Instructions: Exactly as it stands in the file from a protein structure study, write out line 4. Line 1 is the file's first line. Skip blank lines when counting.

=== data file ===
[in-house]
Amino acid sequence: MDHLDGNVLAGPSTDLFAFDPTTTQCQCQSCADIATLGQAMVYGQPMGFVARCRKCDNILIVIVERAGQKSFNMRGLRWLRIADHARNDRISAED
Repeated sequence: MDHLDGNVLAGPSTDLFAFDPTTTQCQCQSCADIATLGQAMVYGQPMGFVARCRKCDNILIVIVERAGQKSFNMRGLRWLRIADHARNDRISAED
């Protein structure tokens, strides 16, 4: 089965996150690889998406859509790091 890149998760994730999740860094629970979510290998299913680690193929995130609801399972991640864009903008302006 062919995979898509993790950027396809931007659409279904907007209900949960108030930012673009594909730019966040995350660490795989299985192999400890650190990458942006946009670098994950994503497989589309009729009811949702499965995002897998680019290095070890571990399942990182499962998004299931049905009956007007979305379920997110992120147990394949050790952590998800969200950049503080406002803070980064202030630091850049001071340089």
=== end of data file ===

């Protein structure tokens, strides 16, 4: 089965996150690889998406859509790091 890149998760994730999740860094629970979510290998299913680690193929995130609801399972991640864009903008302006 062919995979898509993790950027396809931007659409279904907007209900949960108030930012673009594909730019966040995350660490795989299985192999400890650190990458942006946009670098994950994503497989589309009729009811949702499965995002897998680019290095070890571990399942990182499962998004299931049905009956007007979305379920997110992120147990394949050790952590998800969200950049503080406002803070980064202030630091850049001071340089």